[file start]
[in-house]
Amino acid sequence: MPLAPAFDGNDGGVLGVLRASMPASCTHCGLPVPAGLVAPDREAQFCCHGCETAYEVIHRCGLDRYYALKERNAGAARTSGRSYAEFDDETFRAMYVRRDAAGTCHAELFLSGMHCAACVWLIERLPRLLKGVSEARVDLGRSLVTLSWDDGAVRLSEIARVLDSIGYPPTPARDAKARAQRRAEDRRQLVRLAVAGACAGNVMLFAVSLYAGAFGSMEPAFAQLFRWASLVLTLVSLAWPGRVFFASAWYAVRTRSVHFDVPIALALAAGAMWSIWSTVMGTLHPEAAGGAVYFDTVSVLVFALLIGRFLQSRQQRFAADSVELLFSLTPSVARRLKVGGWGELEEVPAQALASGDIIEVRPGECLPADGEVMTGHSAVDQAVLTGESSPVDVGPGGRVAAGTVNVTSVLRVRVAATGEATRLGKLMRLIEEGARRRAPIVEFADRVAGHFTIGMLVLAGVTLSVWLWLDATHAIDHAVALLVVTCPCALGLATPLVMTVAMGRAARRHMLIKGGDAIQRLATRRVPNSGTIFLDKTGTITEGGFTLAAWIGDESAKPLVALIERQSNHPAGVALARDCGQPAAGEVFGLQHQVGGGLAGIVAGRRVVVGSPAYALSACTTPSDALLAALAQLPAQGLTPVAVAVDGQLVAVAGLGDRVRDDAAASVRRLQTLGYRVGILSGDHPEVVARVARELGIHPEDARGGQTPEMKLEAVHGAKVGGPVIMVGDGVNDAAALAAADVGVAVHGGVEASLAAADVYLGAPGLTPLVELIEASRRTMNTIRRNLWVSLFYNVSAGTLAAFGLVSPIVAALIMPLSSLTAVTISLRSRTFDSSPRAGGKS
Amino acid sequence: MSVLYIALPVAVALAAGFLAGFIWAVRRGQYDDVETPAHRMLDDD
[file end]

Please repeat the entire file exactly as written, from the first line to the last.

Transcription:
[in-house]
Amino acid sequence: MPLAPAFDGNDGGVLGVLRASMPASCTHCGLPVPAGLVAPDREAQFCCHGCETAYEVIHRCGLDRYYALKERNAGAARTSGRSYAEFDDETFRAMYVRRDAAGTCHAELFLSGMHCAACVWLIERLPRLLKGVSEARVDLGRSLVTLSWDDGAVRLSEIARVLDSIGYPPTPARDAKARAQRRAEDRRQLVRLAVAGACAGNVMLFAVSLYAGAFGSMEPAFAQLFRWASLVLTLVSLAWPGRVFFASAWYAVRTRSVHFDVPIALALAAGAMWSIWSTVMGTLHPEAAGGAVYFDTVSVLVFALLIGRFLQSRQQRFAADSVELLFSLTPSVARRLKVGGWGELEEVPAQALASGDIIEVRPGECLPADGEVMTGHSAVDQAVLTGESSPVDVGPGGRVAAGTVNVTSVLRVRVAATGEATRLGKLMRLIEEGARRRAPIVEFADRVAGHFTIGMLVLAGVTLSVWLWLDATHAIDHAVALLVVTCPCALGLATPLVMTVAMGRAARRHMLIKGGDAIQRLATRRVPNSGTIFLDKTGTITEGGFTLAAWIGDESAKPLVALIERQSNHPAGVALARDCGQPAAGEVFGLQHQVGGGLAGIVAGRRVVVGSPAYALSACTTPSDALLAALAQLPAQGLTPVAVAVDGQLVAVAGLGDRVRDDAAASVRRLQTLGYRVGILSGDHPEVVARVARELGIHPEDARGGQTPEMKLEAVHGAKVGGPVIMVGDGVNDAAALAAADVGVAVHGGVEASLAAADVYLGAPGLTPLVELIEASRRTMNTIRRNLWVSLFYNVSAGTLAAFGLVSPIVAALIMPLSSLTAVTISLRSRTFDSSPRAGGKS
Amino acid sequence: MSVLYIALPVAVALAAGFLAGFIWAVRRGQYDDVETPAHRMLDDD